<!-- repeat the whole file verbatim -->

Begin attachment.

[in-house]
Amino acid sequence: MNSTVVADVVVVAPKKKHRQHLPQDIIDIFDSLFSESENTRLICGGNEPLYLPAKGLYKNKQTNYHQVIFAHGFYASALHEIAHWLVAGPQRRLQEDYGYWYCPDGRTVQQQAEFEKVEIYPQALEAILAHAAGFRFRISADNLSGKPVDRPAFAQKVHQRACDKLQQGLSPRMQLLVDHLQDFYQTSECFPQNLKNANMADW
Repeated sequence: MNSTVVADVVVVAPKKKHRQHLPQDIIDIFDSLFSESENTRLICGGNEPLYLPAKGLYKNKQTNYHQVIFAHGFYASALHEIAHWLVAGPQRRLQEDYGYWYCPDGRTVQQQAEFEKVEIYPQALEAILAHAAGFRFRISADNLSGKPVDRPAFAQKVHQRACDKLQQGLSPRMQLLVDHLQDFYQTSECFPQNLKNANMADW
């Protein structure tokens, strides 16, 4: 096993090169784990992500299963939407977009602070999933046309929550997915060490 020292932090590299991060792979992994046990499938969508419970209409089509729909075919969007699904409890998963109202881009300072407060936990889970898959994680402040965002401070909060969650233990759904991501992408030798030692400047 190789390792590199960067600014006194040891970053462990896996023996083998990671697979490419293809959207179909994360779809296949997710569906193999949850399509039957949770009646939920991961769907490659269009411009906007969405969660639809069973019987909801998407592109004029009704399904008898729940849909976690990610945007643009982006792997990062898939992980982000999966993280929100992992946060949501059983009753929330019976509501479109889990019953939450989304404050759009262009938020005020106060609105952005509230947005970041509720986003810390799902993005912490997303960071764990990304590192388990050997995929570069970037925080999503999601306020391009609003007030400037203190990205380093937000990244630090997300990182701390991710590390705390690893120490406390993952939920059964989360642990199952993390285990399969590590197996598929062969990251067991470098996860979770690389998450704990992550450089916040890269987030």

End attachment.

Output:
[in-house]
Amino acid sequence: MNSTVVADVVVVAPKKKHRQHLPQDIIDIFDSLFSESENTRLICGGNEPLYLPAKGLYKNKQTNYHQVIFAHGFYASALHEIAHWLVAGPQRRLQEDYGYWYCPDGRTVQQQAEFEKVEIYPQALEAILAHAAGFRFRISADNLSGKPVDRPAFAQKVHQRACDKLQQGLSPRMQLLVDHLQDFYQTSECFPQNLKNANMADW
Repeated sequence: MNSTVVADVVVVAPKKKHRQHLPQDIIDIFDSLFSESENTRLICGGNEPLYLPAKGLYKNKQTNYHQVIFAHGFYASALHEIAHWLVAGPQRRLQEDYGYWYCPDGRTVQQQAEFEKVEIYPQALEAILAHAAGFRFRISADNLSGKPVDRPAFAQKVHQRACDKLQQGLSPRMQLLVDHLQDFYQTSECFPQNLKNANMADW
């Protein structure tokens, strides 16, 4: 096993090169784990992500299963939407977009602070999933046309929550997915060490 020292932090590299991060792979992994046990499938969508419970209409089509729909075919969007699904409890998963109202881009300072407060936990889970898959994680402040965002401070909060969650233990759904991501992408030798030692400047 190789390792590199960067600014006194040891970053462990896996023996083998990671697979490419293809959207179909994360779809296949997710569906193999949850399509039957949770009646939920991961769907490659269009411009906007969405969660639809069973019987909801998407592109004029009704399904008898729940849909976690990610945007643009982006792997990062898939992980982000999966993280929100992992946060949501059983009753929330019976509501479109889990019953939450989304404050759009262009938020005020106060609105952005509230947005970041509720986003810390799902993005912490997303960071764990990304590192388990050997995929570069970037925080999503999601306020391009609003007030400037203190990205380093937000990244630090997300990182701390991710590390705390690893120490406390993952939920059964989360642990199952993390285990399969590590197996598929062969990251067991470098996860979770690389998450704990992550450089916040890269987030």